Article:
Next up was my iPhone accessories. Everyone in my house uses an iPhone. Charge cables are things that break, and you always need one. What I did was make sure each car had an accessory outlet charger and at least two charge cables. Many times we would be driving down the road, and two people need to charge their phones. Every one of my cars had previously been outfitted with at least a dual USB outlet charger. Any extra charge cables went into a smaller see-through tote and stored in my office.

Finally, all of the accessories such as headphones, Bluetooth, etc. were looked at. I kept us each a pair of headphones and put everything else in a tote of stuff to sell. I had no use for this stuff and no reason to keep it.

There are tons of books and programs on how to get organized. This system has what has been working for me. I went from 200 totes a year ago to around 50 today. I am still weeding out and de-cluttering, but it isn’t paralyzing as it used to me.

Does this apply to everyone? Of course not. I have seen computer stores with the same power supply on their shelf for ten years. Sell the thing at a loss and use the space for something more productive because what happens is that one thing turns into ten, then twenty, and next thing you know, you are out of room.

Fear in I.T.

I have always been a firm believer in re-evaluating yourself on a regular basis. Take a look at yourself, your behaviors, and your quirks. By doing this, you can uncover weaknesses you. Read to work on, but also build on your strengths.

Case in point. I am in the process of rolling out wiki software for many clients. This software deployment will be a cookie cutter rollout, with customizations for each client after the initial implementation. I am behind on this for one big reason. Fear. Now, this is not Michael Meyers standing over your bed fear. It’s a fear of choosing the wrong platform. I have evaluated several wiki packages and talked to several people deploying each of them. Like most things, they have strengths and weaknesses. The fear breeds indecision. Is there something out there which I haven’t found that is better? Is there a better way or a way I haven’t thought of to accomplish what I am trying? The answer to all of these is probably yes.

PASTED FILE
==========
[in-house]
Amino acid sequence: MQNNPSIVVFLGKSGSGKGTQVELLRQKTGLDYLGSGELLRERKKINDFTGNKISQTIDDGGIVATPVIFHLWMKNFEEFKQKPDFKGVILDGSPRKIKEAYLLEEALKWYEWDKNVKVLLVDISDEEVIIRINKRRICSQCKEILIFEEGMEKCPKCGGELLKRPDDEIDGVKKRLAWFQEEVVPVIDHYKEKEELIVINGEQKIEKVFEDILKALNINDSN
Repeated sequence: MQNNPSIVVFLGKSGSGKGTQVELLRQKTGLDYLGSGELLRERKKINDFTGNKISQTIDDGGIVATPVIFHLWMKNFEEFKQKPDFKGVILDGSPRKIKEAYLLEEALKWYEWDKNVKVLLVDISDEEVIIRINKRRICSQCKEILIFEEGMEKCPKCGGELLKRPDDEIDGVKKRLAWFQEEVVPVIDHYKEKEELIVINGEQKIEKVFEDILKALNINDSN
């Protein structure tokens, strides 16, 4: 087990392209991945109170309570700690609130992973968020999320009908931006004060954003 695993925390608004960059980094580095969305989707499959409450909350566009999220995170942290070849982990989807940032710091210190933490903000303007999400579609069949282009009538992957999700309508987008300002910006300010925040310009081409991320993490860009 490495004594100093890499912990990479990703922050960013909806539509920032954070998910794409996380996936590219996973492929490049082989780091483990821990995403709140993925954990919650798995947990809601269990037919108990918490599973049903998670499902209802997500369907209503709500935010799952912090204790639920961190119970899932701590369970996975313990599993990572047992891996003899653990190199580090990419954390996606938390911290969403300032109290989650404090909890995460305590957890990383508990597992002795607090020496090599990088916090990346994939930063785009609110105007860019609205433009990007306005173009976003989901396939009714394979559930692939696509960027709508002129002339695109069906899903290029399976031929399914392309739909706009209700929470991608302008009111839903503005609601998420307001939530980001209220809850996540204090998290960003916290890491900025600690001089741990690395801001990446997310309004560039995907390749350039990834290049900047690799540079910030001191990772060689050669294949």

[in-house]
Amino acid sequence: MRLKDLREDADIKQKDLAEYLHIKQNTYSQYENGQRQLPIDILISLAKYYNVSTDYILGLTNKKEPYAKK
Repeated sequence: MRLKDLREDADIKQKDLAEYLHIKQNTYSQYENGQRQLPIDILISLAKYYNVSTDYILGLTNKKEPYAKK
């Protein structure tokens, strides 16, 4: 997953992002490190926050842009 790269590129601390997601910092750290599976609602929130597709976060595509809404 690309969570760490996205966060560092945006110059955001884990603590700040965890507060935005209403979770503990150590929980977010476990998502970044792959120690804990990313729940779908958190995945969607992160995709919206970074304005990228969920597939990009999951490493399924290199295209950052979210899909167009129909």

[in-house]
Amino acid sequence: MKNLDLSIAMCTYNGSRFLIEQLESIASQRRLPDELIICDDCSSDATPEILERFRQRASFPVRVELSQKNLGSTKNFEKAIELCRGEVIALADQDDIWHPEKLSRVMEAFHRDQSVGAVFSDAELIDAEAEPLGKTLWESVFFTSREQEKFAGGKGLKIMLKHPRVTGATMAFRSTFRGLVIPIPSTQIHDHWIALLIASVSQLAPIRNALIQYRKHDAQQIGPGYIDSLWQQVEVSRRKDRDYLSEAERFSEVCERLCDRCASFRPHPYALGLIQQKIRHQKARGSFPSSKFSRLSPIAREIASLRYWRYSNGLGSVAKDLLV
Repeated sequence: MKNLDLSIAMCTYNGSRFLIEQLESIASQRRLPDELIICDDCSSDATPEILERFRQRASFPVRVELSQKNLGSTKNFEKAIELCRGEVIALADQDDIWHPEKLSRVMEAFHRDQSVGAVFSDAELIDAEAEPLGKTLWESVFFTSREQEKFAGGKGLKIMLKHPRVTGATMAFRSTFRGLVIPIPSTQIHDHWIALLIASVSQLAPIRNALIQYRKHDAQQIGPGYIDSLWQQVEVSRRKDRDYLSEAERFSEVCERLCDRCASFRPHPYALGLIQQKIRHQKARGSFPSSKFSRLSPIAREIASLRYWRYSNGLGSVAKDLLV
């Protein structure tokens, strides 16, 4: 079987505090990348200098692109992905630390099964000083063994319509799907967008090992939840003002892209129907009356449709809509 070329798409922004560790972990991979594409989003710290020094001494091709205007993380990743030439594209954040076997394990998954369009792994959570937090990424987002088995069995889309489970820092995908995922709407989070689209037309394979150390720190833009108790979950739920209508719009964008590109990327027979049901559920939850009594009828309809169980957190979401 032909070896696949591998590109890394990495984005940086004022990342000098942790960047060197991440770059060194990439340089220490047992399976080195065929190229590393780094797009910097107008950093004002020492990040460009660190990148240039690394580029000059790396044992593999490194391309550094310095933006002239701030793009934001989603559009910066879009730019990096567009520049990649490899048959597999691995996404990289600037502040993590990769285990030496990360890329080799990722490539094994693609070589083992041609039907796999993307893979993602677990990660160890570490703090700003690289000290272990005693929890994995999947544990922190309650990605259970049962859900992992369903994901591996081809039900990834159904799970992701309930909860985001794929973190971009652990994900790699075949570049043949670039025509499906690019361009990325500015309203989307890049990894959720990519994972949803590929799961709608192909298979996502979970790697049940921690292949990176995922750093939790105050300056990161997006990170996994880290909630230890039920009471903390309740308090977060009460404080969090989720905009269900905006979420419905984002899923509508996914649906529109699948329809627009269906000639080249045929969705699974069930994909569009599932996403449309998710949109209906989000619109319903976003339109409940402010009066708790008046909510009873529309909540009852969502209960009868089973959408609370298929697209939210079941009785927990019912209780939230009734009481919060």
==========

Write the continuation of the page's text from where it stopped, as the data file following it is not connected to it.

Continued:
How do you not fall into the trap of indecision? Couple of things you can do.

1. Before anything like this sit-down and write out the problem you are trying to solve. In my case with the wikis, I needed something to keep track of not only documentation but the odds and ends notes.

2. Write down what would help solve the issue. In my case an online repository of information.

3. Create a list of ways to solve this problem. This step may involve research. What are the software packages out there to address my issue? Are we utilizing anything today which could resolve this issue?

3. Once you have done some research formulate the must needed features in your solution.  From there prioritize them.

4. Many people start to break down during this stage.  Whether it is getting overwhelmed from the sheer amount of choices or thinking every feature is needed.  The decision process begins to grind to a halt rather quickly. How do you overcome this? First, be realistic, how many of the features do you really need to accomplish your goal? Out of the features left, what does it take to implement them? How many times have you deployed a software tool and are only utilizing a fraction of the tools available? This happens quite a bit.

5.Set a hard time to make a decision.  Tell yourself you have ten business days to research and come up with the solution.  Once you have made the decision, have a rollout plan in place.  This plan should include a timeline of start and finish.  This way you don’t start to second guess yourself and drag your feet even more.

This method is not a foolproof way, but it will get you to implement more things than you are now.